Ideas to Action:

Independent research for global prosperity

Publications

 

Gitanjali sister standing at a dump site
October 23, 2017

SEWA Gitanjali Cooperative: A Social Enterprise in the Making

In 1995, India’s Self-Employed Women’s Association (SEWA) organized women waste pickers in Ahmedabad into a cooperative to improve their working conditions and livelihoods. Over time, this informal arrangement evolved into Gitanjali—a women-owned and -run social enterprise. With support from key partners, Gitanjali has generated social value, providing its members with safe and dignified work while increasing their earnings. While Gitanjali faces challenges in becoming a fully self-sufficient social enterprise, its experience offers insights for other initiatives seeking to provide opportunities for women to transition from informal to formal work.

The cover of the Gitanjali Cooperative: A Social Enterprise in the Making
September 15, 2017

The Gitanjali Cooperative: A Social Enterprise in the Making (brief)

In 1995 India’s Self-Employed Women’s Association (SEWA) organized women waste pickers in Ahmedabad into a cooperative to improve their working conditions and livelihoods. Over time, this informal arrangement evolved into Gitanjali—a women-owned and -run social enterprise. With support from key partners, Gitanjali has generated social value, providing its members with safe and dignified work while increasing their earnings. While Gitanjali faces challenges in becoming a fully self-sufficient social enterprise, its experience offers insights for other initiatives seeking to provide opportunities for women to transition from informal to formal work.

May 22, 2017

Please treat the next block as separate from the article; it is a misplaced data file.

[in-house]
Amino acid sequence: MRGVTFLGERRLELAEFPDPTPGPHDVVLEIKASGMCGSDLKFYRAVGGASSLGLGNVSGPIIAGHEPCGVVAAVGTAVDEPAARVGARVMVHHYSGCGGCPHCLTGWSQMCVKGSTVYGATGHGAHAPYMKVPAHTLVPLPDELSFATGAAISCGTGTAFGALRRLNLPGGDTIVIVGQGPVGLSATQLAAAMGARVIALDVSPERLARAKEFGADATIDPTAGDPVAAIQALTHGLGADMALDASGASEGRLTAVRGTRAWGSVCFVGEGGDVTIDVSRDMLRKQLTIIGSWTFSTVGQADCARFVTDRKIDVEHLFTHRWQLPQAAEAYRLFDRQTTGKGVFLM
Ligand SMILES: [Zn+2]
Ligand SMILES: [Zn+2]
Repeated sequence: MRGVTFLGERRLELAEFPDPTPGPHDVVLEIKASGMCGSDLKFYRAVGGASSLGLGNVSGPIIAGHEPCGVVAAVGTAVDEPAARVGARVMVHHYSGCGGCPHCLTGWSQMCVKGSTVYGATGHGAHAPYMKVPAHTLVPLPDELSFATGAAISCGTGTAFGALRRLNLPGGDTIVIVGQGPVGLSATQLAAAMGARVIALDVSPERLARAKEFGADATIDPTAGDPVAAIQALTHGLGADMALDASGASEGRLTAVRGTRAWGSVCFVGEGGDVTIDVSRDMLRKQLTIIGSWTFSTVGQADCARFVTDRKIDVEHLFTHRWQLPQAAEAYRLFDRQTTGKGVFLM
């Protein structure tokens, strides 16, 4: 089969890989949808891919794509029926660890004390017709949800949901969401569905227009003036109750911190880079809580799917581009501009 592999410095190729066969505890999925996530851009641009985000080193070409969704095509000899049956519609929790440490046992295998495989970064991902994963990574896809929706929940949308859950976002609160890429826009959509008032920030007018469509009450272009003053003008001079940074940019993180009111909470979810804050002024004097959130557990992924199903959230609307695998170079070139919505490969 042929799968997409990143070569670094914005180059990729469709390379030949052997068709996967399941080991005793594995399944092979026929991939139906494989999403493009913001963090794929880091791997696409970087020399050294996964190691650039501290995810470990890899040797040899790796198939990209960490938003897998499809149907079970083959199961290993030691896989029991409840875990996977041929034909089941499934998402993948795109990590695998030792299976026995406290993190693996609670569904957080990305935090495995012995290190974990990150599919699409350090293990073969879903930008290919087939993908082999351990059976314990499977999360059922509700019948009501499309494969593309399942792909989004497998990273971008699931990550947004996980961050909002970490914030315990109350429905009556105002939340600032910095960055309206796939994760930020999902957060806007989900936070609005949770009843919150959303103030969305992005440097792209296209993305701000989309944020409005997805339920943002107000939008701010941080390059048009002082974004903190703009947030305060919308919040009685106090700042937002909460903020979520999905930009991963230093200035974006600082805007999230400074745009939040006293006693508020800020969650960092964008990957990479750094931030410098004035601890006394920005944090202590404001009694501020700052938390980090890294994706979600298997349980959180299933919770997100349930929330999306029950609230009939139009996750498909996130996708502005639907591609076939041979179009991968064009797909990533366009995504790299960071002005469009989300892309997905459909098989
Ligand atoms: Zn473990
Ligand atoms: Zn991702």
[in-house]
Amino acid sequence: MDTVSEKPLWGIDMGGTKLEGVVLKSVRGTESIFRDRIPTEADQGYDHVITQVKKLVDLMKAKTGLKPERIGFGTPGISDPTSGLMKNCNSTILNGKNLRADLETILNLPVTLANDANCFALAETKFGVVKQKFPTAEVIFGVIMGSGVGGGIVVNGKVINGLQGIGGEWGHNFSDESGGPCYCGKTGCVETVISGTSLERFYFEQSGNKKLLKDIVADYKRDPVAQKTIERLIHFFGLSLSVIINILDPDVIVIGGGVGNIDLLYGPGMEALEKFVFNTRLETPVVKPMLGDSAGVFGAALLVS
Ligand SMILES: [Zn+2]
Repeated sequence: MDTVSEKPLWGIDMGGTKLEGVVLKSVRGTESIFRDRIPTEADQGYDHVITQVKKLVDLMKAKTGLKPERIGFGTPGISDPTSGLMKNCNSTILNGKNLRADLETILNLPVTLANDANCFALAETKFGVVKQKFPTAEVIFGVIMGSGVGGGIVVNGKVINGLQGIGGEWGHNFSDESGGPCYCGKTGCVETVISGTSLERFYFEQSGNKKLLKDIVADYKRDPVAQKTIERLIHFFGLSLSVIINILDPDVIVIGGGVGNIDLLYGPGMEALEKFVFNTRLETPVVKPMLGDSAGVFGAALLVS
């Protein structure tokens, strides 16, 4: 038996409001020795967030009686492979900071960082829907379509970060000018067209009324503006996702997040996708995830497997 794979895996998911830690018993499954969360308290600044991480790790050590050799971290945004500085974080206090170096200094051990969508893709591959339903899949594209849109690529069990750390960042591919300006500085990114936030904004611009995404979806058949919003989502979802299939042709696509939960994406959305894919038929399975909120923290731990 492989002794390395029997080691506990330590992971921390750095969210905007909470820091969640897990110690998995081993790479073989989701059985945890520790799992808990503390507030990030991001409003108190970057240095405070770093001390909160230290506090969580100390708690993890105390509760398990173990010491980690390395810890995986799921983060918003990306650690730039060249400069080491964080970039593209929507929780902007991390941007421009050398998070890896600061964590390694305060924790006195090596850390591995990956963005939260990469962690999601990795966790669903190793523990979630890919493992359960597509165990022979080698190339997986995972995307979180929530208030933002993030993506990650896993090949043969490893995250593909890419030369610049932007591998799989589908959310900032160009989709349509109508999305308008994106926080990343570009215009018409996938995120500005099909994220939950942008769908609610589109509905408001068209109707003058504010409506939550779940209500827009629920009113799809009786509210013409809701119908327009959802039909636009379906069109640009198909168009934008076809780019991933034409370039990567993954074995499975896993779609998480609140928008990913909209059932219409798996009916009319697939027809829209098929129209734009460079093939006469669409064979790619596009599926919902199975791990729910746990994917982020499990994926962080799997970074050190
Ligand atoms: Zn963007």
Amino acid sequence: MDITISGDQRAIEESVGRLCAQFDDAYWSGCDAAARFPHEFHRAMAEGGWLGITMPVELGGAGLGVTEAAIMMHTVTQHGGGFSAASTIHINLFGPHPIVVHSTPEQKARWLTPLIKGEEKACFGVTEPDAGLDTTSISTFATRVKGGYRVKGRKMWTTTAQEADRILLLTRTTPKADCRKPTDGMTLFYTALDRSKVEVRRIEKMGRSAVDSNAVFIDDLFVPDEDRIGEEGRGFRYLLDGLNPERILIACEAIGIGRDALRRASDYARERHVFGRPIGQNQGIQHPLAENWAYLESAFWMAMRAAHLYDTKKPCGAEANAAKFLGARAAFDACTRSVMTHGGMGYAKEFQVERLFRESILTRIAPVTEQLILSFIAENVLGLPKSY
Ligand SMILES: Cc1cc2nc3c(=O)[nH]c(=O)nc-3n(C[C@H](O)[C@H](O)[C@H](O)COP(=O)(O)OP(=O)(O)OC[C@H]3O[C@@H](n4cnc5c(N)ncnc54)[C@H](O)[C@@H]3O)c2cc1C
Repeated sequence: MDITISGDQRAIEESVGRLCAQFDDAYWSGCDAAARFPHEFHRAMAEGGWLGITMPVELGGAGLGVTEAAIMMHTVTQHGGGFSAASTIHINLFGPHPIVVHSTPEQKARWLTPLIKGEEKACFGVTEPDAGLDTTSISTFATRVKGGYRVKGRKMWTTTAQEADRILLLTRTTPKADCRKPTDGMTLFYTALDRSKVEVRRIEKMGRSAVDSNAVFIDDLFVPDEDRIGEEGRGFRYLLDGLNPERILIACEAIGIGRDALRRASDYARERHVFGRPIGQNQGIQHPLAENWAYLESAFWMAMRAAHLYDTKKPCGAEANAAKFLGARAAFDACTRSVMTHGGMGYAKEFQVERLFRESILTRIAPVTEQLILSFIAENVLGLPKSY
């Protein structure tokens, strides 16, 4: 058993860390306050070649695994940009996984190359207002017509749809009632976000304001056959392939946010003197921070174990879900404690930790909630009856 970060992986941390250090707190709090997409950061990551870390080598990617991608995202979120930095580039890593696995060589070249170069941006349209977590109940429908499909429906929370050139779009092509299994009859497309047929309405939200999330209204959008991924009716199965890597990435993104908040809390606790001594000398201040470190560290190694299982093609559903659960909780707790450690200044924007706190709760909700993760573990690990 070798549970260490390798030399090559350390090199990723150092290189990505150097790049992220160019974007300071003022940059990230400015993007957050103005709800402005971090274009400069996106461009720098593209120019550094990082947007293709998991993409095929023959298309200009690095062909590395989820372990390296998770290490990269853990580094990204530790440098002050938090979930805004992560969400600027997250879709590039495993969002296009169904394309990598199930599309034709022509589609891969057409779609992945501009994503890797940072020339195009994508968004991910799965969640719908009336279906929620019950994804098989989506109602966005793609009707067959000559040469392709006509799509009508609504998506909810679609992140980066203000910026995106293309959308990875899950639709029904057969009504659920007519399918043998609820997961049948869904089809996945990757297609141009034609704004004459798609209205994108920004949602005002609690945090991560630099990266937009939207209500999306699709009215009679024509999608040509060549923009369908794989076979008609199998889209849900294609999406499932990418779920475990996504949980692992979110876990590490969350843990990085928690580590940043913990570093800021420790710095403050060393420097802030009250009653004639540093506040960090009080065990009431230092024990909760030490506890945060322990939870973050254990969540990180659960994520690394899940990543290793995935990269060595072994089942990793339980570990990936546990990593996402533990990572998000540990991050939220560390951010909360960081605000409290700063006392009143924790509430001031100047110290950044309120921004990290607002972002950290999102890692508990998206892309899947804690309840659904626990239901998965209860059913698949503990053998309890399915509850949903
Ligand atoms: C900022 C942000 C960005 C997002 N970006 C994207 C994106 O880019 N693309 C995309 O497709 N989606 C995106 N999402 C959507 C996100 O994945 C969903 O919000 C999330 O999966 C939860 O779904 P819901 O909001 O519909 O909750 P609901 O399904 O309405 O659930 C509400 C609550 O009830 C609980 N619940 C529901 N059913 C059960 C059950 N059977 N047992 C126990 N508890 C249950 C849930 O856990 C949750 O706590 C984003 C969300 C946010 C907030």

Gender Matters in Economic Empowerment Interventions: A Research Review - Working Paper 456

A review of the recent evaluation evidence on financial services and training interventions questions their gender neutrality and suggests that some design features in these interventions can yield more positive economic outcomes for women than for men. These include features in savings and ‘Graduation’ programs that increase women’s economic self-reliance and self-control, and the practice of repeated micro borrowing that increases financial risk-taking and choice. Subjective economic empowerment appears to be an important intermediate outcome for women that should be promoted and more reliably and accurately measured. Lastly, whenever possible, results should be sex-disaggregated and reported for individuals as well as households.

February 6, 2017

Making Global Trade More Gender-Inclusive

The benefits of global trade are numerous and well-documented, but trade channels can still be made more inclusive for women entrepreneurs and wage workers. Incorporating pre-ratification conditions into the trade agreement negotiation process to remove legal barriers against women’s equal participation in the economy (and therefore equal advantages from trade), as well as instituting follow-up enforcement mechanisms, can help to ensure trade benefits women and men more equally going forward.

January 19, 2017

Expanding Women’s Role in Developing Technology: Increasing Productivity, Improving Lives

Just as the evidence suggests that a more gender-inclusive political system may lead to better policies for women and girls and integrating women into corporate boards may mean reaching new consumers, there is a case to be made for increasing women’s presence in developing technology and innovation. Incorporating more women into technology sectors is likely to 1) increase productivity, 2) offers women a source of high-quality jobs, and 3) may have knock-on benefits for female consumers of technology, whose needs are more likely to be taken into account.